The endless rest begun!
We pass the children playing,
For evening shades fall fast;
We pass the wayside flowers-
God's Paradise at last.
If now the path be narrow,
And steep and rough and lone,
If crags and tangles cross it
Praise God! we will go on.
We follow in His footsteps;
What if our feet be torn?
Where He has marked the pathway,
All hail the briar and thorn!
Scarce seeing, scarce heard, unreckoned,
Despised, defamed, unknown;
Or heard but by our singing
On, children! ever on!
In Him We Live
In Him we live, In Him we move;
Seek not thy God afar;
He is not prisoned in a height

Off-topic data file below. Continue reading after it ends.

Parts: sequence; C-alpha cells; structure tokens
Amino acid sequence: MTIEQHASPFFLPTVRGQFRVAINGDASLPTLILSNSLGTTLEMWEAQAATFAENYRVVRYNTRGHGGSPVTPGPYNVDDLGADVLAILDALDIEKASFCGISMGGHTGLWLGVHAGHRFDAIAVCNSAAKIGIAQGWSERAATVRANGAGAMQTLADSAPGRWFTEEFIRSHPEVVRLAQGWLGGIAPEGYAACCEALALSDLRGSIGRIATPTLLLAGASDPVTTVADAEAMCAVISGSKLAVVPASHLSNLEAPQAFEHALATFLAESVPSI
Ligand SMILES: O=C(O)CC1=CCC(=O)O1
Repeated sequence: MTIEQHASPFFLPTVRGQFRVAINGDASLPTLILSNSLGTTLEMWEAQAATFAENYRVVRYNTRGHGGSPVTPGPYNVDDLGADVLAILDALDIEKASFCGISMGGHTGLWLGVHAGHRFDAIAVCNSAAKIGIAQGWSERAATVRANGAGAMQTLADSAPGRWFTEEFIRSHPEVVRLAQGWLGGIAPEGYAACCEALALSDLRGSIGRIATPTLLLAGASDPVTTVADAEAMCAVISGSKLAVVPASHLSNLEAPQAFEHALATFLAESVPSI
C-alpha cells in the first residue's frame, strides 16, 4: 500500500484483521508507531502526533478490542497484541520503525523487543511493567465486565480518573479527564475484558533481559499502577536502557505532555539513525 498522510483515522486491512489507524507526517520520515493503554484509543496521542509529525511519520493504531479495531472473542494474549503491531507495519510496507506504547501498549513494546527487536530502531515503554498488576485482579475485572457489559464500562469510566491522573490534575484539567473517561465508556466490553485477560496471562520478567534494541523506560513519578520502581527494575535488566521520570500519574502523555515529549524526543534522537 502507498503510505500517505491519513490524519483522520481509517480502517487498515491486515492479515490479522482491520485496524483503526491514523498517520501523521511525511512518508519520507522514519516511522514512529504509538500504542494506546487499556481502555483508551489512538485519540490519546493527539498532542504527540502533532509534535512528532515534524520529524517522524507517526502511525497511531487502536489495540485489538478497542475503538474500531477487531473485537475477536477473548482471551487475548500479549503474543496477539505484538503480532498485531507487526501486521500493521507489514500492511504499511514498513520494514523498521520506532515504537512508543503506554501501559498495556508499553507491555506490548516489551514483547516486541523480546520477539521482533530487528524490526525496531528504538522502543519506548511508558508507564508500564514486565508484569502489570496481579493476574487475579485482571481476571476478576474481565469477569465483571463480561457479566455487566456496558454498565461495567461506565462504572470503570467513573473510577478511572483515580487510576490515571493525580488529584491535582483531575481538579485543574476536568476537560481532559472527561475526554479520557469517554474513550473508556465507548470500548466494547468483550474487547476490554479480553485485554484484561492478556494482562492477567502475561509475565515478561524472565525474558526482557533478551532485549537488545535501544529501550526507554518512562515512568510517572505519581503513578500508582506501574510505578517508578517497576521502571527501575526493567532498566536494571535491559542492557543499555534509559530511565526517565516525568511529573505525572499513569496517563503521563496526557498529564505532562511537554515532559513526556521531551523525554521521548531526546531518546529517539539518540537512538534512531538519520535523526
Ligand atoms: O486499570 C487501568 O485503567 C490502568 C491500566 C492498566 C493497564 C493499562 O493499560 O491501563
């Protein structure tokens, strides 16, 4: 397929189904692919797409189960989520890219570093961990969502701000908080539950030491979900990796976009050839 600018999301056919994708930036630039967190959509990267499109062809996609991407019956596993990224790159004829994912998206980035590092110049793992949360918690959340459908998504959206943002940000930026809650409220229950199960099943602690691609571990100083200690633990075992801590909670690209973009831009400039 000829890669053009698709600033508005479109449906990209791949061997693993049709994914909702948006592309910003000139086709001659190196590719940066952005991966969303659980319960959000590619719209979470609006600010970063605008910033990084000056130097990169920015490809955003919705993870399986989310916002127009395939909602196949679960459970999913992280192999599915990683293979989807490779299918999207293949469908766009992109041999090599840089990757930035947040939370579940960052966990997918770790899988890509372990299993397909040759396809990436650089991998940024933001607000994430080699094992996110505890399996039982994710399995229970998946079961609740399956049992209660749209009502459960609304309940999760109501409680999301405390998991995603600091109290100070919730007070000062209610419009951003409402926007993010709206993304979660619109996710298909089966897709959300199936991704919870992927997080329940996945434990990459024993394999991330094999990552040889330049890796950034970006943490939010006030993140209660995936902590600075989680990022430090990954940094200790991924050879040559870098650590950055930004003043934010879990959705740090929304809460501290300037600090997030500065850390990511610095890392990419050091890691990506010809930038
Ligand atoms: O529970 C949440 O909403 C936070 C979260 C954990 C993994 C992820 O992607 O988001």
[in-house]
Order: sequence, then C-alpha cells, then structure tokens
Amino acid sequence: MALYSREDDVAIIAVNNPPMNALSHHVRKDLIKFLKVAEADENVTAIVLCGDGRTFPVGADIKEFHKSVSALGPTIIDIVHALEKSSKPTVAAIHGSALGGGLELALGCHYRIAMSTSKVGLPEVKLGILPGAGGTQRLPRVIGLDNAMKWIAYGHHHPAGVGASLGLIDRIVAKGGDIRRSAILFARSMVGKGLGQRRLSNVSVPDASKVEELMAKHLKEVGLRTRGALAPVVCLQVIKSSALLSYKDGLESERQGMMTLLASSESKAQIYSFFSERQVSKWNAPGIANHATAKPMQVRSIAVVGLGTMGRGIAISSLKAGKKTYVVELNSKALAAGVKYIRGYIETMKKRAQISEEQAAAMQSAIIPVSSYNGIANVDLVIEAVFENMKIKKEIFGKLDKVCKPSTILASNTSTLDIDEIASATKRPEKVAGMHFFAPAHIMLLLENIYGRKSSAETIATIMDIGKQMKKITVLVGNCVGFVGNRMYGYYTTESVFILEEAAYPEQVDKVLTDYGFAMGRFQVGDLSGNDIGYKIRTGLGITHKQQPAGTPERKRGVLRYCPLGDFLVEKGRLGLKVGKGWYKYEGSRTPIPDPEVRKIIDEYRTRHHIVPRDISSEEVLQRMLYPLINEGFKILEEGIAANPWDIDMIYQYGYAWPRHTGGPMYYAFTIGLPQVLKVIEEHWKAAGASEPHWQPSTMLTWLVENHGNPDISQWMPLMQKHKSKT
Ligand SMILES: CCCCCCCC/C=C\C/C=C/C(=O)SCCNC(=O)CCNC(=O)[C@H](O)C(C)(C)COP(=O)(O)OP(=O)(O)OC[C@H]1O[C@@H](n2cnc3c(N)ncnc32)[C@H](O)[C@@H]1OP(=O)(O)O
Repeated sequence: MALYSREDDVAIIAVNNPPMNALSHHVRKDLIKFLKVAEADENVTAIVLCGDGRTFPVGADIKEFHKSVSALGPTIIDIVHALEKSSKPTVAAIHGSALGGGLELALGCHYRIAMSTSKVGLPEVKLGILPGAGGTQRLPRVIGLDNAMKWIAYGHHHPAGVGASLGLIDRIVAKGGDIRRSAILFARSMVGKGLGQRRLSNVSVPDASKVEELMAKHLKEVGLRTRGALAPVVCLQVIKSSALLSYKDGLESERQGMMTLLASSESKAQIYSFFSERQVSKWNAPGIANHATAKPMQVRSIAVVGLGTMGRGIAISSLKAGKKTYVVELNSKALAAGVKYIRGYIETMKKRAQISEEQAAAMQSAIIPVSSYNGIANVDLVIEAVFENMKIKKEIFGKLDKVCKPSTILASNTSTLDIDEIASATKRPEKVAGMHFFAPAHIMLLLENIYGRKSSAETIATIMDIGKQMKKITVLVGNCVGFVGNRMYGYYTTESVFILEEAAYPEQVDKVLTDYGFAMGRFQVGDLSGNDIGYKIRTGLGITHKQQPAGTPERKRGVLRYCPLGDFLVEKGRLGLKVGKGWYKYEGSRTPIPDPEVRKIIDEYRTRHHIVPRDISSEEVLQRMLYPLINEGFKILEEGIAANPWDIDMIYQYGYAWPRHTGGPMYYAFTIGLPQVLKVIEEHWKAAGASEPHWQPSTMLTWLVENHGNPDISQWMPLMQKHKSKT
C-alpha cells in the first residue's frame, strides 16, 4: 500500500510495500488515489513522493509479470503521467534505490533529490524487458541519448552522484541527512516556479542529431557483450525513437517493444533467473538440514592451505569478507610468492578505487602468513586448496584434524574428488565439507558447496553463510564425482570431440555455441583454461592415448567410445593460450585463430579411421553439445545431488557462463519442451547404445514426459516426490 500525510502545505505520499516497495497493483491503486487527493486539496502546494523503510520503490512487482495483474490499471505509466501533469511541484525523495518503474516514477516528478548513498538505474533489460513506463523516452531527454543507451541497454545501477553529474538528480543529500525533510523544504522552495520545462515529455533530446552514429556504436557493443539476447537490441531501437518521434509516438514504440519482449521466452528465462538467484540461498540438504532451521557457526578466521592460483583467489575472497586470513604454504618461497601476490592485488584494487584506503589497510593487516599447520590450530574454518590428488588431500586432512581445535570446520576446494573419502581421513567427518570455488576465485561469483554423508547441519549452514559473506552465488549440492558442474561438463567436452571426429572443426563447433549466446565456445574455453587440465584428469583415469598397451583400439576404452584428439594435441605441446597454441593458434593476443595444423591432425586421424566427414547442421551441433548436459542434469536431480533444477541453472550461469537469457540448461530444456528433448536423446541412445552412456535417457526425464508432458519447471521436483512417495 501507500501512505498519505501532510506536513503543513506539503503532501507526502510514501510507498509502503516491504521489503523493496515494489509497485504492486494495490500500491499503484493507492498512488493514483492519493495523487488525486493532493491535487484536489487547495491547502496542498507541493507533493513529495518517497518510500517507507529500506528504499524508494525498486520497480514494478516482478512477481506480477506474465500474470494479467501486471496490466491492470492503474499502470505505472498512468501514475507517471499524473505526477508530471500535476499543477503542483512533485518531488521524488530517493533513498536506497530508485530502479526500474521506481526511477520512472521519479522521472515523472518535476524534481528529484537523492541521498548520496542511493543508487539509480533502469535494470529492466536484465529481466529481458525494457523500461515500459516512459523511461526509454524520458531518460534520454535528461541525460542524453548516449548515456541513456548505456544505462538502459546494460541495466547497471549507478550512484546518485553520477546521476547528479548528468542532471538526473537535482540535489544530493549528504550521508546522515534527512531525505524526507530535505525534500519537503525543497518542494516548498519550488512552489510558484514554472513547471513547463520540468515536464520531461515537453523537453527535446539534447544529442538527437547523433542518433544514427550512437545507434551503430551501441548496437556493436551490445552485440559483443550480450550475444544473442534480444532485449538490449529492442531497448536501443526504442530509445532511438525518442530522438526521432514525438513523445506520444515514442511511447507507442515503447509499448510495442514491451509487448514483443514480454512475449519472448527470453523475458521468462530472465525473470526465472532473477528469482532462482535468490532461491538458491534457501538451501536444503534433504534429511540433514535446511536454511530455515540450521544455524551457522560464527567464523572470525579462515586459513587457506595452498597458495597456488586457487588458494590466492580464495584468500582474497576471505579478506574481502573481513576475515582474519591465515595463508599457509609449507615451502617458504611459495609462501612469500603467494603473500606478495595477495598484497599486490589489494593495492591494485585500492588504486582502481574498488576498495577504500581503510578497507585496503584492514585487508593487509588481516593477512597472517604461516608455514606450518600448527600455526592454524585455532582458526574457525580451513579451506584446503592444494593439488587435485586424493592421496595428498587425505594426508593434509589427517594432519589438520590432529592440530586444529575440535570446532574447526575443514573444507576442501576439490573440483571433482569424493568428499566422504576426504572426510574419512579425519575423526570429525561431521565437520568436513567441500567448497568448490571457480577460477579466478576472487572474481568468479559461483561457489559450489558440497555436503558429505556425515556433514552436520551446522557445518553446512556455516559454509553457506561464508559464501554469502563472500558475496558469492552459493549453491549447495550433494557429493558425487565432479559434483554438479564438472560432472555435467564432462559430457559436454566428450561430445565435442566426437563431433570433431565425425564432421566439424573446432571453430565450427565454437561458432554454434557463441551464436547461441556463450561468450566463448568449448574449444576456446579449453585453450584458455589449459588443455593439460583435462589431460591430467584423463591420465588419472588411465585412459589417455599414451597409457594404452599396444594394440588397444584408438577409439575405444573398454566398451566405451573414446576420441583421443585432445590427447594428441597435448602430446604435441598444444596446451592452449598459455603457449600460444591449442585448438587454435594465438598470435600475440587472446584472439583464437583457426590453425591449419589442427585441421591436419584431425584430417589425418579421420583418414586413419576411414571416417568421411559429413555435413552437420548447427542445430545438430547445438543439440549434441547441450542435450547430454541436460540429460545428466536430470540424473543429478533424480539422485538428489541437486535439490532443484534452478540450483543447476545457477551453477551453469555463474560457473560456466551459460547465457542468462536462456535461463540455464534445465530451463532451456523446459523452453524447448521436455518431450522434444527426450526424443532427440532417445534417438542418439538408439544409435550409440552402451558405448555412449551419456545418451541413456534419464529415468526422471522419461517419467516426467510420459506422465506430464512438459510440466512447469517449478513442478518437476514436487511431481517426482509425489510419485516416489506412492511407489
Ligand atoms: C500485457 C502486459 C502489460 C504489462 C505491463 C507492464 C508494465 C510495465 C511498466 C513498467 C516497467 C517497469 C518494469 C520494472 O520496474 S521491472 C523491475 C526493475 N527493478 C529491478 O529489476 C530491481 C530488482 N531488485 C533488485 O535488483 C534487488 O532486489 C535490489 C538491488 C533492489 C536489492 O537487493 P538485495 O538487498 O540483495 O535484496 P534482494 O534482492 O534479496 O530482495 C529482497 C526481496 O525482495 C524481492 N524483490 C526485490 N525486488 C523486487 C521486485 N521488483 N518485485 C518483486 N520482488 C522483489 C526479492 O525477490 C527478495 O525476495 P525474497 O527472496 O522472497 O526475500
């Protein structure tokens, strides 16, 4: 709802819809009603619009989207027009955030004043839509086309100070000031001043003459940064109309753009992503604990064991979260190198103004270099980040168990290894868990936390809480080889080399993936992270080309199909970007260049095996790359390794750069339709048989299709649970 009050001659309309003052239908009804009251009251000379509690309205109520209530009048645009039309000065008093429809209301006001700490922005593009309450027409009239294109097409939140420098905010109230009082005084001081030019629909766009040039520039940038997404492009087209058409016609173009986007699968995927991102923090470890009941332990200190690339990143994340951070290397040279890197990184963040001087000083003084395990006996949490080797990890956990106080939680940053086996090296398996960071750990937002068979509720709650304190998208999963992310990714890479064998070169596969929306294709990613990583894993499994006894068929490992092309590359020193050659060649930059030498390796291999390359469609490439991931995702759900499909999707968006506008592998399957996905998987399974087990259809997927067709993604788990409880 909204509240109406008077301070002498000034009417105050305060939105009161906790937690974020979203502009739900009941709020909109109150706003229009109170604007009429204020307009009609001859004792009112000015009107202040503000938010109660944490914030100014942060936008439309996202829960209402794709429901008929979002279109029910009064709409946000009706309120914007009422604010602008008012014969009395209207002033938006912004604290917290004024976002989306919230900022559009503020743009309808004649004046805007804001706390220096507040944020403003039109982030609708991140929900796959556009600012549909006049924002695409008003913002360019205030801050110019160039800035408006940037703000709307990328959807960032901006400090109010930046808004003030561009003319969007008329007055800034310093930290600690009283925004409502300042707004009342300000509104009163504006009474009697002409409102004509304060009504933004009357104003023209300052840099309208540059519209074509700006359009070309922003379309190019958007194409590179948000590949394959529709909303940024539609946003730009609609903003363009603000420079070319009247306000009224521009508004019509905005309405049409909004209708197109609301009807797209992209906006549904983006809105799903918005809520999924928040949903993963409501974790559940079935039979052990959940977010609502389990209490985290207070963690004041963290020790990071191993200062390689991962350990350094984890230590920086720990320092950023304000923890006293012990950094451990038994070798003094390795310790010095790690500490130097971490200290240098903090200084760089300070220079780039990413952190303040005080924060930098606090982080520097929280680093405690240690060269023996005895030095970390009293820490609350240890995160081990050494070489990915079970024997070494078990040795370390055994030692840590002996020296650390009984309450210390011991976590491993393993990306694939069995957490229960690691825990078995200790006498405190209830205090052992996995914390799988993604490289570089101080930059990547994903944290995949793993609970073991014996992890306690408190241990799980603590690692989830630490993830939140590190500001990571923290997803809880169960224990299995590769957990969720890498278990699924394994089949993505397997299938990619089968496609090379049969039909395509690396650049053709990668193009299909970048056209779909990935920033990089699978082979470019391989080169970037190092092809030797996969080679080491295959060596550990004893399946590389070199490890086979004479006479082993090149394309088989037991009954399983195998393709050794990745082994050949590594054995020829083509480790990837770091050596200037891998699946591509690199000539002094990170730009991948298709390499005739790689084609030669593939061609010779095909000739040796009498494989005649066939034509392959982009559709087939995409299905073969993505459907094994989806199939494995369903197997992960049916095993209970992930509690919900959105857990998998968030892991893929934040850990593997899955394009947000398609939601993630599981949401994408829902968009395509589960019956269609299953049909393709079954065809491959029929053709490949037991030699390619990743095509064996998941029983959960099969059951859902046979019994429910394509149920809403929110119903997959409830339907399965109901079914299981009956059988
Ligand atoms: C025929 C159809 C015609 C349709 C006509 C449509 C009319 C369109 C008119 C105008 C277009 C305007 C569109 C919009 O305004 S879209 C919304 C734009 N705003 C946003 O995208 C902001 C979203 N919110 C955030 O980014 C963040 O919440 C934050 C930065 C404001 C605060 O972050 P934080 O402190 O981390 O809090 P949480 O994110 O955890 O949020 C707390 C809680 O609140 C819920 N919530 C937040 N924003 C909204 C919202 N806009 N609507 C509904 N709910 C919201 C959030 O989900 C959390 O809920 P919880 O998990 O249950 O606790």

Above sun, moon, and star,
But thou through strange, dark lands has strayed
And wandered far from Him;
And therefore He, O soul, to thee
Is distant and is dim.
Lord, I was in the far-off land.
I loved from Thee to stray,
And when unto myself I came,
A swine-herd far away,
One moment-then the welcome sweet,
The kiss, the Father's home;
Far-distant was the distance;
To Thy bosom I am come.
The High Calling
"Kings' daughters are among Your honorable women; At Your right hand stands the queen in gold from Ophir." Psalm 45:9
Child of the Eternal Father,
Bride of the Eternal Son,
Dwelling-place of God the Spirit,
Thus with Christ made ever one;
Dowered with joy beyond the angels
Nearest to His throne,
They, the ministers attending
His beloved One;
Granted all my heart's desire,
All things made my own;
Feared by all the powers of evil,
Fearing God alone;
Walking with the Lord in glory
Through the courts divine
Queen within the royal palace,
Christ forever mine;
Say, poor worldling, can it be,
That my heart should envy thee?
The Name Above Every Name